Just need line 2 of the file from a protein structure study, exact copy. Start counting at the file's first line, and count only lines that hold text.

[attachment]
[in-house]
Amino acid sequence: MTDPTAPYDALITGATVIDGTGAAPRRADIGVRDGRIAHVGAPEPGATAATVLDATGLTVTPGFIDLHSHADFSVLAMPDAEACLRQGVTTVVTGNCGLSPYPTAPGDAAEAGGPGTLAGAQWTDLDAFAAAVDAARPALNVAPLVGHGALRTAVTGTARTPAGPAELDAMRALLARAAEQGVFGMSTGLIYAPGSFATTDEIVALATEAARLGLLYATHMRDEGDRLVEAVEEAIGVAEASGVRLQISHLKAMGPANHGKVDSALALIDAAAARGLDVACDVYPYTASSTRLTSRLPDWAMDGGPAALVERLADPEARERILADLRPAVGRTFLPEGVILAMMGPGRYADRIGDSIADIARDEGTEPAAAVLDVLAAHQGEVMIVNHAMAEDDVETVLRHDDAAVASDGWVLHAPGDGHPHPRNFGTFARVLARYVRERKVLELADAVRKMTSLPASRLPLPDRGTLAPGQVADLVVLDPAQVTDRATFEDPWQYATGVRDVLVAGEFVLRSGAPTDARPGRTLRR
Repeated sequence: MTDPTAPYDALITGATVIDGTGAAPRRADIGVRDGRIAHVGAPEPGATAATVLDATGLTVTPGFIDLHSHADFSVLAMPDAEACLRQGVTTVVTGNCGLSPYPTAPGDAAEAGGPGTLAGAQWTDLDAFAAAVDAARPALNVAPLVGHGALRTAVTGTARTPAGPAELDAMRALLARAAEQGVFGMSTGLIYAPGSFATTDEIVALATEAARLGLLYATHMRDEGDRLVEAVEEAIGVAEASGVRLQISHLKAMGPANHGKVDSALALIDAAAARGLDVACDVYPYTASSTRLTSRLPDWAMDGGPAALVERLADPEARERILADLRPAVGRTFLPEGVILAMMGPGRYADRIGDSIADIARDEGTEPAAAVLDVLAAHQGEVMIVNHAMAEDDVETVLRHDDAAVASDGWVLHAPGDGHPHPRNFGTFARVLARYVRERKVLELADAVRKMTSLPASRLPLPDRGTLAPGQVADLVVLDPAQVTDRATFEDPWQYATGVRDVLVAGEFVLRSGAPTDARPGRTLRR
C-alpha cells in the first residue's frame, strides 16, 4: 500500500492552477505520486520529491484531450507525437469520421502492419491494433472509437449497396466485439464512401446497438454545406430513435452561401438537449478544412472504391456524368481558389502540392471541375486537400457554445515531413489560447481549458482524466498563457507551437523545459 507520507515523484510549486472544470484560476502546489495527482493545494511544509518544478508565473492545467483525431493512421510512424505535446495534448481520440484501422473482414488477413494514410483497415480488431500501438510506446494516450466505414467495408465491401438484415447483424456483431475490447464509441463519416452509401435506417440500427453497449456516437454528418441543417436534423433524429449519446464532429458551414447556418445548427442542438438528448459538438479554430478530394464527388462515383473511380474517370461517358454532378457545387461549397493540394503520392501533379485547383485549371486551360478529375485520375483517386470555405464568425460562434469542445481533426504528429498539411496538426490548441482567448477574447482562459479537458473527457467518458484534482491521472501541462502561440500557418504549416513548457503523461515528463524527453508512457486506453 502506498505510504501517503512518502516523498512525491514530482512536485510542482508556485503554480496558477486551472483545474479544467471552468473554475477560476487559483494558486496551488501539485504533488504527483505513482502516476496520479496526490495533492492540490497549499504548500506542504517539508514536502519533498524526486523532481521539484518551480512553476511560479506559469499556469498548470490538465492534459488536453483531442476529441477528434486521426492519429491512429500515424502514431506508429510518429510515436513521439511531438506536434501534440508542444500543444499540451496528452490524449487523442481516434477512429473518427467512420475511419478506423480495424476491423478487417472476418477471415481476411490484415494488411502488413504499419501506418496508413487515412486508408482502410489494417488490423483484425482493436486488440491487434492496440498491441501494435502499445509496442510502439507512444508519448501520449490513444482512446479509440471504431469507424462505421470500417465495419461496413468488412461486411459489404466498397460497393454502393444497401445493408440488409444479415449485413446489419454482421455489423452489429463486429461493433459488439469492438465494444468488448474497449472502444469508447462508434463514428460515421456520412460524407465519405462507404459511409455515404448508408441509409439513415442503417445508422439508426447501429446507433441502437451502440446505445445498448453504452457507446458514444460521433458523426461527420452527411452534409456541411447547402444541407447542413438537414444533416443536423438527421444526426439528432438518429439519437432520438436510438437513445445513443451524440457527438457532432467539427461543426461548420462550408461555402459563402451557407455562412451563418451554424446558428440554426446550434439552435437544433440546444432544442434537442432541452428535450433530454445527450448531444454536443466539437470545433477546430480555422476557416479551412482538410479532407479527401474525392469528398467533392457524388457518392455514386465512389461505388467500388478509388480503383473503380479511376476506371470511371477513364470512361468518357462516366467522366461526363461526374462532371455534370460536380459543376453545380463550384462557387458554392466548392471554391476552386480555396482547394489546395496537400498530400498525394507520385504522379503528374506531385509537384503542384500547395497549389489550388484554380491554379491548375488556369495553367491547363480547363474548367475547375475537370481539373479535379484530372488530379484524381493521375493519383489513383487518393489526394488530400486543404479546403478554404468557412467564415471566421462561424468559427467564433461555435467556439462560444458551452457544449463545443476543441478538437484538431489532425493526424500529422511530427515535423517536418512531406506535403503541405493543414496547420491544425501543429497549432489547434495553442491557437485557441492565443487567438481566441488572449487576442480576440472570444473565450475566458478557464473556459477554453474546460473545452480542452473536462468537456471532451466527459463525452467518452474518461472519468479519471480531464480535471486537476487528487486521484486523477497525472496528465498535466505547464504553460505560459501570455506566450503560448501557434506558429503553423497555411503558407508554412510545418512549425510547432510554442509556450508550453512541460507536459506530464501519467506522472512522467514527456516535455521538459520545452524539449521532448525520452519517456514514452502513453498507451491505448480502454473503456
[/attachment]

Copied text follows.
Amino acid sequence: MTDPTAPYDALITGATVIDGTGAAPRRADIGVRDGRIAHVGAPEPGATAATVLDATGLTVTPGFIDLHSHADFSVLAMPDAEACLRQGVTTVVTGNCGLSPYPTAPGDAAEAGGPGTLAGAQWTDLDAFAAAVDAARPALNVAPLVGHGALRTAVTGTARTPAGPAELDAMRALLARAAEQGVFGMSTGLIYAPGSFATTDEIVALATEAARLGLLYATHMRDEGDRLVEAVEEAIGVAEASGVRLQISHLKAMGPANHGKVDSALALIDAAAARGLDVACDVYPYTASSTRLTSRLPDWAMDGGPAALVERLADPEARERILADLRPAVGRTFLPEGVILAMMGPGRYADRIGDSIADIARDEGTEPAAAVLDVLAAHQGEVMIVNHAMAEDDVETVLRHDDAAVASDGWVLHAPGDGHPHPRNFGTFARVLARYVRERKVLELADAVRKMTSLPASRLPLPDRGTLAPGQVADLVVLDPAQVTDRATFEDPWQYATGVRDVLVAGEFVLRSGAPTDARPGRTLRR